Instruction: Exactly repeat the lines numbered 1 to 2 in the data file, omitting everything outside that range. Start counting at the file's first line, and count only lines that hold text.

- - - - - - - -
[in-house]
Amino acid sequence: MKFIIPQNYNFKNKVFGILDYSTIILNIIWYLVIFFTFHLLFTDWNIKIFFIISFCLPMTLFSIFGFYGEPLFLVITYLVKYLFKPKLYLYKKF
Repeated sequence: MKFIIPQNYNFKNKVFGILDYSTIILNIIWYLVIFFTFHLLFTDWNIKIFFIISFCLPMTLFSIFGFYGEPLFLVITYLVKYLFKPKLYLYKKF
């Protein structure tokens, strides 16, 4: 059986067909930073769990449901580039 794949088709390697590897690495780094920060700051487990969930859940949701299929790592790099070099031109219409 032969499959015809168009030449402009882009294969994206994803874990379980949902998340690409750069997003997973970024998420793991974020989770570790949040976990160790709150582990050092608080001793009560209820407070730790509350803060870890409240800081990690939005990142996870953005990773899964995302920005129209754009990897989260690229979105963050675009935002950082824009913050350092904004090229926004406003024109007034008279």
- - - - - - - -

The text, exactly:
[in-house]
Amino acid sequence: MKFIIPQNYNFKNKVFGILDYSTIILNIIWYLVIFFTFHLLFTDWNIKIFFIISFCLPMTLFSIFGFYGEPLFLVITYLVKYLFKPKLYLYKKF